The only slight snag is for some reason I have picked up a couple of niggles (possibly from cycling but I really don't know) but my right ankle is a bit sore, and my left achilles is also pretty tender. Hopefully they are nothing serious and a good blast tomorrow will clear them up.

So apart from a very poor week from a training perspective, and managing to pick up these pesky niggles from nowhere, it was a fantastic week from a relaxation point of view and my batteries are very much recharged and am ready to get back to and very much looking froward to going to work on Monday after 4 weeks off.

Next post will hopefully include an anecdote on how fantastic my training has gone, and how much fitter and more up for it I am.......let's see eh?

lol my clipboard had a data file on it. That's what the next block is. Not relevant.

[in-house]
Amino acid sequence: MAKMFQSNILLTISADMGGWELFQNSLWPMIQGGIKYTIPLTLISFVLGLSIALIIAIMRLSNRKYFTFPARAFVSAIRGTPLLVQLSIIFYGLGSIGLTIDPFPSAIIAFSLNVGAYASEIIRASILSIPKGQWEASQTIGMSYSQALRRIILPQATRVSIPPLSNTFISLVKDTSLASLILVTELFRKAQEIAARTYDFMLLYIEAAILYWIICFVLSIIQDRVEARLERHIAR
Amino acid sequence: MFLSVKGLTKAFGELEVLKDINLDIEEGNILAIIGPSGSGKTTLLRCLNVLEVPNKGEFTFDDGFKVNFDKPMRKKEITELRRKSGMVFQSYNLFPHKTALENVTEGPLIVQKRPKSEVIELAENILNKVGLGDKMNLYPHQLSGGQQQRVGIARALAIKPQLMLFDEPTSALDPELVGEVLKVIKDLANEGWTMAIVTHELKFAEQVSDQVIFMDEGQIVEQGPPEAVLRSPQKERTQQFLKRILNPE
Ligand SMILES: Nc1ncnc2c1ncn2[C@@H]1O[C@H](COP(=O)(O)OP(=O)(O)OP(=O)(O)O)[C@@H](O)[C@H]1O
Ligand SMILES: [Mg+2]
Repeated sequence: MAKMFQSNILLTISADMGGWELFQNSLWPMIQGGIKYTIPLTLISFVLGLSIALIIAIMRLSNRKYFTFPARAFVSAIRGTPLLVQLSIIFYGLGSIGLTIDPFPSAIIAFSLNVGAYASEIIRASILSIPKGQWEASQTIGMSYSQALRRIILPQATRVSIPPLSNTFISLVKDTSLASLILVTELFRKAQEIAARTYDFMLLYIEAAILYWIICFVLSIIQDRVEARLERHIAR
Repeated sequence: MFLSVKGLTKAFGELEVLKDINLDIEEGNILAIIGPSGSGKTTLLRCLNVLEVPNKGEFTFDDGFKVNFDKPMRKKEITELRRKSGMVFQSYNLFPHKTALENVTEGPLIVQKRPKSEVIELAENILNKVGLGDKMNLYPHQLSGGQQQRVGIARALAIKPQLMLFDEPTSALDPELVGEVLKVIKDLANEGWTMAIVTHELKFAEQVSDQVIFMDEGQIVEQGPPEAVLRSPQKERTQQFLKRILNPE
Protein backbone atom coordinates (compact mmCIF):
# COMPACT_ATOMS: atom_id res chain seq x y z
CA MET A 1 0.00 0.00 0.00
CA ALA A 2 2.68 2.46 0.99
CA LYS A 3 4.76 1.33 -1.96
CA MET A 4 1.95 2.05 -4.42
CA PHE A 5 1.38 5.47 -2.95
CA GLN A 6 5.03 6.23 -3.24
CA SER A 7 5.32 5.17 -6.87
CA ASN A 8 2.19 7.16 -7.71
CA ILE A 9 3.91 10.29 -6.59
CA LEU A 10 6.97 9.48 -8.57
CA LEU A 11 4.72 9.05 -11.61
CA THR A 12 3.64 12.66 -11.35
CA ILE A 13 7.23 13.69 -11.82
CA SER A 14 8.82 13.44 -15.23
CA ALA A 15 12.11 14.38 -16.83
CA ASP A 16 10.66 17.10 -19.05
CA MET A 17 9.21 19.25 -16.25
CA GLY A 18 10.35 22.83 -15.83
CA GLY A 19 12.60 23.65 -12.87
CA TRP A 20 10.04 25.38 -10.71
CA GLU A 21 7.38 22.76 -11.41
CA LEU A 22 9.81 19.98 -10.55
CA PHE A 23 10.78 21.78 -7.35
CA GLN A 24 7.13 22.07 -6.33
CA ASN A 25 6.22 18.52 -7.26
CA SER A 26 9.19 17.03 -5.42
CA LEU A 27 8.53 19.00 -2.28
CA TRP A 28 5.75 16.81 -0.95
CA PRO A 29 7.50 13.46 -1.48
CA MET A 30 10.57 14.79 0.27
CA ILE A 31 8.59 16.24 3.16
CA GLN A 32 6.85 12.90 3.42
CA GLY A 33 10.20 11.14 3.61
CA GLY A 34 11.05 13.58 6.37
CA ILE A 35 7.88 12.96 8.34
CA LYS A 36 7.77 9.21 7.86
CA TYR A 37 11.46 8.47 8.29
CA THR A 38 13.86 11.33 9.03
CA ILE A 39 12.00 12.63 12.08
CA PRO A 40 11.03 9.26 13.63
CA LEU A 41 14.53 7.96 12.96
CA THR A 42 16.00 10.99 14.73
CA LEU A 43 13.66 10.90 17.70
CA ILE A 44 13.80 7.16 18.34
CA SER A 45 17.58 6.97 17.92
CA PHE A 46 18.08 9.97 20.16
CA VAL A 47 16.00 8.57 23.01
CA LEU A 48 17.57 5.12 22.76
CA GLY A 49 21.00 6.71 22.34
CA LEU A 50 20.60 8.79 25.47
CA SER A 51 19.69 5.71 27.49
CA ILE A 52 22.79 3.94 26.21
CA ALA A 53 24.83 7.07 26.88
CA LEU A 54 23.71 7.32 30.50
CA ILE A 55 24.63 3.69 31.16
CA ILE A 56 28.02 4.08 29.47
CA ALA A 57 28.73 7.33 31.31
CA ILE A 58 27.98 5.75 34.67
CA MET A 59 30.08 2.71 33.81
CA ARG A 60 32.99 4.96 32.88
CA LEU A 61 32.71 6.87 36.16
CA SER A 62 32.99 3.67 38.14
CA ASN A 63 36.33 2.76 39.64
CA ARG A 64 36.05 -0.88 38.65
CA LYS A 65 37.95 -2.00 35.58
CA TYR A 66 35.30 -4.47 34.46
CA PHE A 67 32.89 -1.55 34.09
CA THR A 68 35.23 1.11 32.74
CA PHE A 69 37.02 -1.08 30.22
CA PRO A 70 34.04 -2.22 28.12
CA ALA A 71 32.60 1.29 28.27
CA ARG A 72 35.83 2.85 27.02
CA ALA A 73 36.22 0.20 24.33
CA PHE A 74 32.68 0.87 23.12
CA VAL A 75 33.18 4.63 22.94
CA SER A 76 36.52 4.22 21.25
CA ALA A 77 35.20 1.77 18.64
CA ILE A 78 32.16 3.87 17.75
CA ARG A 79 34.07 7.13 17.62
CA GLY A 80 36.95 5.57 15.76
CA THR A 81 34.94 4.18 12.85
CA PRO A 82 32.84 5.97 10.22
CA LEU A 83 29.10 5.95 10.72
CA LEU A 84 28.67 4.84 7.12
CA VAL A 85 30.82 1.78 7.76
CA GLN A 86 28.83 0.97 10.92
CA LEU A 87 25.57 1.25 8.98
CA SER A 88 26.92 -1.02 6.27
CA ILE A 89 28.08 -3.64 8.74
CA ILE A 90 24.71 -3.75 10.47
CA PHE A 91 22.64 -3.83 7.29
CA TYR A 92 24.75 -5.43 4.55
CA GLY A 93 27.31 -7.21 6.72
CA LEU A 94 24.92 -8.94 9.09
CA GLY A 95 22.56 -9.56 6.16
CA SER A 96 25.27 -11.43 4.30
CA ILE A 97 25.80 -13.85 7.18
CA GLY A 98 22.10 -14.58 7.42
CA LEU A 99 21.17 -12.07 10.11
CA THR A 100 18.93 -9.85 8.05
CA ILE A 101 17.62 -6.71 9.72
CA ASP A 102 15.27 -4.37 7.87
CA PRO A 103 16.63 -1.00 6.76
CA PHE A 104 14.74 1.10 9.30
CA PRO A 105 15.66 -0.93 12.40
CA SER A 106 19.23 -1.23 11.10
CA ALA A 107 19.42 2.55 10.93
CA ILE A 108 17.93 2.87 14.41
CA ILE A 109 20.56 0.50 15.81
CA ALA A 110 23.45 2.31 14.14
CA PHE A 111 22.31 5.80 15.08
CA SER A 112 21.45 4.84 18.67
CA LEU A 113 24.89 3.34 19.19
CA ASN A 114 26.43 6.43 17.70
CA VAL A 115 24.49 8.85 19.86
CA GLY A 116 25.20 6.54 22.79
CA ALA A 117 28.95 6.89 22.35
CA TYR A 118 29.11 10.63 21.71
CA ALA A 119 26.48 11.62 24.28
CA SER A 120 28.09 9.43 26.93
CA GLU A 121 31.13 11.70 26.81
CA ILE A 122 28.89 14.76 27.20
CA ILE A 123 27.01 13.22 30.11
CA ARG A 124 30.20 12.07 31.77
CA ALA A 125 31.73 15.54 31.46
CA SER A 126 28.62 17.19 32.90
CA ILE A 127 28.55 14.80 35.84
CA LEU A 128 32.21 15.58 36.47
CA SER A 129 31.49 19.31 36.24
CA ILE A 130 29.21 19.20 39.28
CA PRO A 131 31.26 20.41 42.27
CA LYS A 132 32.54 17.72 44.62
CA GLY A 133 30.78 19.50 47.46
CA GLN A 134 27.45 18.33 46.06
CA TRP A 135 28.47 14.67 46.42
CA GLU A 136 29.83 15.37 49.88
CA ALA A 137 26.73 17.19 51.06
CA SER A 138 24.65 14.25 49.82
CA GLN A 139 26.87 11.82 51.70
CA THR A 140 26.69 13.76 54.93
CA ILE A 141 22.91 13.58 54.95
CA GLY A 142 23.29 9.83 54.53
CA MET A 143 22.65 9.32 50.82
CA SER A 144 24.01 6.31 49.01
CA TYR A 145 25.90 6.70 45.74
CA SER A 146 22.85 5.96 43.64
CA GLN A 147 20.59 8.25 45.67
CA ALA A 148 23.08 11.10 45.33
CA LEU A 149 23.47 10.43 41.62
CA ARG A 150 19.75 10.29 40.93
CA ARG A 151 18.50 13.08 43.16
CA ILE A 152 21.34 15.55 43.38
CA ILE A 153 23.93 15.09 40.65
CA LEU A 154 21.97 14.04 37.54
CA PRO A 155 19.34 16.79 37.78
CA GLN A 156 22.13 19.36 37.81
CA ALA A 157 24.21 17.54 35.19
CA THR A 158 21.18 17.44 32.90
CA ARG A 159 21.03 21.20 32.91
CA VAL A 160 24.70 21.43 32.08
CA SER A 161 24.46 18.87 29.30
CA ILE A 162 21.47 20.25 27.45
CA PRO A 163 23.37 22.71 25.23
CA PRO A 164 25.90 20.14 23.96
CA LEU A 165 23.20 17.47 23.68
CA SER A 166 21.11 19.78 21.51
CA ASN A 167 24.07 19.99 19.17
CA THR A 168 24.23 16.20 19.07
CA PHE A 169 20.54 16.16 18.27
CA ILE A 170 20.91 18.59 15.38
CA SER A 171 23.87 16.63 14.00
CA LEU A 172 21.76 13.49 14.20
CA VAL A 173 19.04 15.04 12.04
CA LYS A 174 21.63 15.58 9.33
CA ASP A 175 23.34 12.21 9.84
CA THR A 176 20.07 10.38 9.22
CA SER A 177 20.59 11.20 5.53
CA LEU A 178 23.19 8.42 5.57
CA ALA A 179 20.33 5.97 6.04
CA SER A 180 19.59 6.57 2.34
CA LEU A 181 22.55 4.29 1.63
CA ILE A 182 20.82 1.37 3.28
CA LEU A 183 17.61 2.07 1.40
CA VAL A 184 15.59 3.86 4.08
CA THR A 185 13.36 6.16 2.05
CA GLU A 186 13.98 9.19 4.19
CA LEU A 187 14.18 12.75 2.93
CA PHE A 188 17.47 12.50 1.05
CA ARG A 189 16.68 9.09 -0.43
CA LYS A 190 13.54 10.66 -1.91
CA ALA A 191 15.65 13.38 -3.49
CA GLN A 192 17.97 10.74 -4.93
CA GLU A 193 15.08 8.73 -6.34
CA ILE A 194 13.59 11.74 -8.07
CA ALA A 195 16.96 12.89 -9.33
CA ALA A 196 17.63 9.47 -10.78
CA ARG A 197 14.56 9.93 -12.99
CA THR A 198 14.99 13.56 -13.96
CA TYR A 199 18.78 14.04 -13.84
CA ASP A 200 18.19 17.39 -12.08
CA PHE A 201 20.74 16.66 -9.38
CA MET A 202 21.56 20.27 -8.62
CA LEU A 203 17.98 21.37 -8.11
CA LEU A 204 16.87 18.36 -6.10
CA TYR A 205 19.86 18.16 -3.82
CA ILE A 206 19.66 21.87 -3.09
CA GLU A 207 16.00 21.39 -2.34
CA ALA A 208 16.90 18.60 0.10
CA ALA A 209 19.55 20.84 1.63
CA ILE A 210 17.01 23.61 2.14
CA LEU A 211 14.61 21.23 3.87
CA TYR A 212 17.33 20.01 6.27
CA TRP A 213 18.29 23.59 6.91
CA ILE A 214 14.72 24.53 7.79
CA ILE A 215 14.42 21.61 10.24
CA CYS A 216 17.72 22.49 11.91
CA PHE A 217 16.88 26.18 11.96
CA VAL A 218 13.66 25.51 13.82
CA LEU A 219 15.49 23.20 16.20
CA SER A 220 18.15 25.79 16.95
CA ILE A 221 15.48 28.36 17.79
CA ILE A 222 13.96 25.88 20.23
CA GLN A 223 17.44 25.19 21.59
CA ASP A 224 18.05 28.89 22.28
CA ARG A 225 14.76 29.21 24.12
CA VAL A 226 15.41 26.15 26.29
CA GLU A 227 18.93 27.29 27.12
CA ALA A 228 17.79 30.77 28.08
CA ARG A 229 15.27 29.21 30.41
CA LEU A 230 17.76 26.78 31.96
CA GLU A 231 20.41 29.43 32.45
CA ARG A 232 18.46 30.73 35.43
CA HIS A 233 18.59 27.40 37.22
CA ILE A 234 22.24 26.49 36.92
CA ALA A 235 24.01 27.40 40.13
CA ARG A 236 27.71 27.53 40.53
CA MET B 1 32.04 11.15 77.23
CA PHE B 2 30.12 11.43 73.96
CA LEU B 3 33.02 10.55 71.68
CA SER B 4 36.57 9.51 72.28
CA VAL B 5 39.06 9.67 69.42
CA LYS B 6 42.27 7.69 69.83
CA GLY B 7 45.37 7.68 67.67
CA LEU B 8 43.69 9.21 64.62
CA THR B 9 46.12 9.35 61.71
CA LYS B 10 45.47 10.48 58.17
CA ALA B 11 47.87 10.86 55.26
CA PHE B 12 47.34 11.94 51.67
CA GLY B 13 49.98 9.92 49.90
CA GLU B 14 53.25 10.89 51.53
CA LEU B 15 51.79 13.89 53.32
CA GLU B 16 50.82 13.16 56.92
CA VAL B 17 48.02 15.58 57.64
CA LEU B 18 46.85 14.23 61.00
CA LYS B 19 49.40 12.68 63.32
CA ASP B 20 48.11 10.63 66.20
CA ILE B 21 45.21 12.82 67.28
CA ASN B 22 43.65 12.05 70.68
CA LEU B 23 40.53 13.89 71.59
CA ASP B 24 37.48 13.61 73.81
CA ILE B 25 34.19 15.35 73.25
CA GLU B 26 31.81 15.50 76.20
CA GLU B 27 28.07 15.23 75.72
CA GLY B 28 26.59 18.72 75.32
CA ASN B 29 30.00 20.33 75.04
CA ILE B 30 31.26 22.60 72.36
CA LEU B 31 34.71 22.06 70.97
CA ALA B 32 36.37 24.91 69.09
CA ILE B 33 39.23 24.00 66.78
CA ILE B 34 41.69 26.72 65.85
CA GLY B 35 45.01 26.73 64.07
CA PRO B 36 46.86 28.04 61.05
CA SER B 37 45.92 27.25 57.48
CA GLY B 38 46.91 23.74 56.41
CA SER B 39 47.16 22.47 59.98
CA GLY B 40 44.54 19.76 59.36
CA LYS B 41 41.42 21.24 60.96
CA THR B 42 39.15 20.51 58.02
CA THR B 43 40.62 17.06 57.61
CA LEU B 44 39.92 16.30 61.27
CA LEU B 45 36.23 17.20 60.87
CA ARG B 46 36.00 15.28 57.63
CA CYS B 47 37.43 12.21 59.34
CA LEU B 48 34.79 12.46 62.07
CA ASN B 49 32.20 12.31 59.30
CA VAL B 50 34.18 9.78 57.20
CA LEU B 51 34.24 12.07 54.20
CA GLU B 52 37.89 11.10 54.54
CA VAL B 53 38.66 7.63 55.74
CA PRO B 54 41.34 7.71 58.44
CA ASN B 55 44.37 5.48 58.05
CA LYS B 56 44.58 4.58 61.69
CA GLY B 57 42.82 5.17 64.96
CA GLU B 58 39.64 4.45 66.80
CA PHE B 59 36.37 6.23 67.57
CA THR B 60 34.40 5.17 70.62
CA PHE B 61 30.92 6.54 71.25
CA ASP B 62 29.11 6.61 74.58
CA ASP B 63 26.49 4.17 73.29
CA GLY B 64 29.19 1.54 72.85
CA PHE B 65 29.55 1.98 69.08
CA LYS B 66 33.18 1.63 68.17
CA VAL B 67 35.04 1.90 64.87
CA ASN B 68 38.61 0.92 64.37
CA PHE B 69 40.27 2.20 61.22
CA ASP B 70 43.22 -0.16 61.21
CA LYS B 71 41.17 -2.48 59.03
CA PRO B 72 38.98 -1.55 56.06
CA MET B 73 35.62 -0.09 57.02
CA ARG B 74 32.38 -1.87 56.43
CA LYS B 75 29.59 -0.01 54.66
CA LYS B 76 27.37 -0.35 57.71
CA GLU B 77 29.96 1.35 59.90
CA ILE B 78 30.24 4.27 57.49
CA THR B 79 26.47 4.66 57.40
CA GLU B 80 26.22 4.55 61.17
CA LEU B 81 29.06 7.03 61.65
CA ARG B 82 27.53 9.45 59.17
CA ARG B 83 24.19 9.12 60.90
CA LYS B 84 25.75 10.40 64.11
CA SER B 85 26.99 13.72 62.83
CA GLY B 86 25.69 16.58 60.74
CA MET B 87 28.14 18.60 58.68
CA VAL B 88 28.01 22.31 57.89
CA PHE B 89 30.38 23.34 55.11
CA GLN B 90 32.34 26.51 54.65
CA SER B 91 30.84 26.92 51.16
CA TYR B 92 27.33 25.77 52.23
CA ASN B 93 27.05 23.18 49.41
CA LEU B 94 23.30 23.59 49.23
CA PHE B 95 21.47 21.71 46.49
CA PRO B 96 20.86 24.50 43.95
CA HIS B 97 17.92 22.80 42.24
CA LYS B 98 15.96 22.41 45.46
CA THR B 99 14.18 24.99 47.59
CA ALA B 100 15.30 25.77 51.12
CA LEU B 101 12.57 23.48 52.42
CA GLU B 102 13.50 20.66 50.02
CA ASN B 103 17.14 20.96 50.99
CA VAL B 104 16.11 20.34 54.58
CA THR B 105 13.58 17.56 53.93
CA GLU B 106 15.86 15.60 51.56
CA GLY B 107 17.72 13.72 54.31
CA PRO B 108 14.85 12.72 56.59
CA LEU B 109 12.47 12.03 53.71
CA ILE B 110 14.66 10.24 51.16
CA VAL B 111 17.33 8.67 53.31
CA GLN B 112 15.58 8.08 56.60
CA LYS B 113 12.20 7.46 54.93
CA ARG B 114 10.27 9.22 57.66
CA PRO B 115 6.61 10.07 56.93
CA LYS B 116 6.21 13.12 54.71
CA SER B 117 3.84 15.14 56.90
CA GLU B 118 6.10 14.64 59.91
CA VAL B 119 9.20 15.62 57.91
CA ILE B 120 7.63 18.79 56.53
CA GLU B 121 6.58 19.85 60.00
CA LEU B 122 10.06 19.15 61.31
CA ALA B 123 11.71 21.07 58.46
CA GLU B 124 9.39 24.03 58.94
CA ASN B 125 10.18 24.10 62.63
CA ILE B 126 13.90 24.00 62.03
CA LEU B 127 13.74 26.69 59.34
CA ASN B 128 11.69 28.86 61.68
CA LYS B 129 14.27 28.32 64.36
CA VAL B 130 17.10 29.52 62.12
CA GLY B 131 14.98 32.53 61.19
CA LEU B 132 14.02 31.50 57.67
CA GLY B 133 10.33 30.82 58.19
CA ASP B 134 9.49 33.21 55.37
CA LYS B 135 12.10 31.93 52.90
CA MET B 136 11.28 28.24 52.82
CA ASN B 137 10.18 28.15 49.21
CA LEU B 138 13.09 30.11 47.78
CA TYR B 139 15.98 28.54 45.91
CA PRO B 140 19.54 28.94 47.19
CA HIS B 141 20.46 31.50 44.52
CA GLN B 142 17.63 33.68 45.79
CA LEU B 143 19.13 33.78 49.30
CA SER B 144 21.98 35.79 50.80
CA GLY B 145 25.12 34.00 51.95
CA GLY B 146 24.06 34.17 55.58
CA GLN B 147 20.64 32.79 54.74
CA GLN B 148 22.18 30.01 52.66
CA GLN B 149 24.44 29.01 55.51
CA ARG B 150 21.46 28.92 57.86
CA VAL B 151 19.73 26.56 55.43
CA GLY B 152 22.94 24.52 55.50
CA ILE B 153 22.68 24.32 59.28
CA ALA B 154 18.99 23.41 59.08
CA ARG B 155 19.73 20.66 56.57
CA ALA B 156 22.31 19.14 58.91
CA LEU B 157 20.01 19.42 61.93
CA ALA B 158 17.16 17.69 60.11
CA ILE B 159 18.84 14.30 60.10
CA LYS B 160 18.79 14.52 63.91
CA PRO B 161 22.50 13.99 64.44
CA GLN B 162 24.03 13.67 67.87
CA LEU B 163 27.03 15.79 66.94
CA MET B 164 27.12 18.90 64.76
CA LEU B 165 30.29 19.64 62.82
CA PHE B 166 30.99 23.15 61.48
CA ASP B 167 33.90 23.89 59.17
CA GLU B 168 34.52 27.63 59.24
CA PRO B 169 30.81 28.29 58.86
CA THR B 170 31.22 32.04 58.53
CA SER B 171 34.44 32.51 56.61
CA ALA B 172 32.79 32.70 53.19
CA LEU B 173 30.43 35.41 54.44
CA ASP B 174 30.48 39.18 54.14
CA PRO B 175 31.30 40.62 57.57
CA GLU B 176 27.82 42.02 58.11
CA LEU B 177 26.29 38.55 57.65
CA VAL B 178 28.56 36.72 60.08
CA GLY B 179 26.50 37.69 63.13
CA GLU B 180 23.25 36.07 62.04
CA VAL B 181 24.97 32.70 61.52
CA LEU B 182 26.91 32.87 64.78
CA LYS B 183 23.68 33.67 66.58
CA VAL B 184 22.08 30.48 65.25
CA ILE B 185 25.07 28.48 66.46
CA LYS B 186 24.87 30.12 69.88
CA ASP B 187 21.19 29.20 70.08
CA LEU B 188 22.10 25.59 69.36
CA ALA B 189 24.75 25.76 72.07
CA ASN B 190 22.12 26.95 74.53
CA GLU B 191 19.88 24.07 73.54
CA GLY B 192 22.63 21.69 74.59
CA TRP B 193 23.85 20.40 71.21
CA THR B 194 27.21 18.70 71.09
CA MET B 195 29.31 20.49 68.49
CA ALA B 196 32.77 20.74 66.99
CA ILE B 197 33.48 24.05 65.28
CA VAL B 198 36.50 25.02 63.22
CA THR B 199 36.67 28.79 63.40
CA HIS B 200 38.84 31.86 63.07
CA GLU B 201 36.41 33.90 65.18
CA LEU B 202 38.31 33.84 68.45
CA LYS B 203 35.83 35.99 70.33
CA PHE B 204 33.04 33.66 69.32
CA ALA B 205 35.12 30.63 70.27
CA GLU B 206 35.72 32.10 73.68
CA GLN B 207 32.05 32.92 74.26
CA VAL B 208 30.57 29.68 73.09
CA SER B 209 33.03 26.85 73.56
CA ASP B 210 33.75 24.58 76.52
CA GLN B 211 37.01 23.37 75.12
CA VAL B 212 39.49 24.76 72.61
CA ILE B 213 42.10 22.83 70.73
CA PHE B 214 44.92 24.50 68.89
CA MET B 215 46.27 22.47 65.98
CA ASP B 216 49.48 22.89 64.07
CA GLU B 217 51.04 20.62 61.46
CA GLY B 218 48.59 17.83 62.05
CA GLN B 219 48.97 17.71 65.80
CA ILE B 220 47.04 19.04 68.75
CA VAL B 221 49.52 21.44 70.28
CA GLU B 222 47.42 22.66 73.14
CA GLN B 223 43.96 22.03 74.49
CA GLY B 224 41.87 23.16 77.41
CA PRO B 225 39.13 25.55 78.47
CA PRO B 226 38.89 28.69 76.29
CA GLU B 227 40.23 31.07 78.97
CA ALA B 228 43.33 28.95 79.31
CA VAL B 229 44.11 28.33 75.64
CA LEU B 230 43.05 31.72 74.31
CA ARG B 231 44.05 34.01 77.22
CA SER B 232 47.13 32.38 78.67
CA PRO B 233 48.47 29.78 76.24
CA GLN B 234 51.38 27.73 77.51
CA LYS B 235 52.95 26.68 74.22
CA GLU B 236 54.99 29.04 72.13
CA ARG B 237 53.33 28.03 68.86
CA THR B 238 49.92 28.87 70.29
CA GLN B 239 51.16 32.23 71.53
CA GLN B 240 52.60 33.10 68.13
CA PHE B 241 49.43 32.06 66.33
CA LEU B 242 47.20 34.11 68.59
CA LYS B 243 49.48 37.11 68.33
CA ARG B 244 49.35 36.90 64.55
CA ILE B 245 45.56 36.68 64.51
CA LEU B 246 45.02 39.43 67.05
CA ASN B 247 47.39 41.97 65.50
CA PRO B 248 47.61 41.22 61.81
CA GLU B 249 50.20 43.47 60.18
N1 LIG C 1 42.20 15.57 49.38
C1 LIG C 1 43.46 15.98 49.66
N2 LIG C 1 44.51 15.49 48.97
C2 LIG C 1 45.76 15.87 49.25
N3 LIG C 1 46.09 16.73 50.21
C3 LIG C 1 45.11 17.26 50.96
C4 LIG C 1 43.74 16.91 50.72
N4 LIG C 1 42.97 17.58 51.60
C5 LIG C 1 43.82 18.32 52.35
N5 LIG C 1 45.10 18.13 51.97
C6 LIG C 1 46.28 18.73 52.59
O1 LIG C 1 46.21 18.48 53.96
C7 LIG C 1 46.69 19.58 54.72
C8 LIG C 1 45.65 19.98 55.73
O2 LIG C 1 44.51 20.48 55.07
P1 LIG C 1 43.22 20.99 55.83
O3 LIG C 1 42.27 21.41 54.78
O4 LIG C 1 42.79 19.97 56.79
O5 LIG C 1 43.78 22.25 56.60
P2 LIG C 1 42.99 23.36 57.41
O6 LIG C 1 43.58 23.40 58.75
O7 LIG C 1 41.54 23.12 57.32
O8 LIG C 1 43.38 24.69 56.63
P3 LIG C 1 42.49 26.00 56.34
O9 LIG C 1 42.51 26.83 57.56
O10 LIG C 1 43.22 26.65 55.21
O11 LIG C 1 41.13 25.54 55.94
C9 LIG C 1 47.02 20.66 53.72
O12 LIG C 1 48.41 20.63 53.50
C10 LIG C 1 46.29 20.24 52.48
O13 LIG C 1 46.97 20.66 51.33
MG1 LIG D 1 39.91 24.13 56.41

ps. That's not actually a picture of my belly - it might have been at one time though!!!

Saturday, 18 February 2012

18 Weeks to go......

All being well, in exactly 18 weeks from now, I shouldn't be a million miles away from Rushen. Although this will be published a little later, I am writing at 11.40 am so that would be 3 hours 40 into the walk.

So, 18 weeks, or 125 sleeps. It seems a long way off, but believe me, it will be upon us before we know it. On that basis, my advice to anyone who is going to attempt the whole distance, if you haven't already, you really need to start thinking about some sort of training regime.

I spoke to a mate of mine a couple of weeks back asking if I was having another go at the Parish this year as he has had a bet with another of his mates that he will be able to finish it without any training and asked if he could walk with me - good luck with that then, but I would suggest that you may have to get those short arms into your deep pockets fella!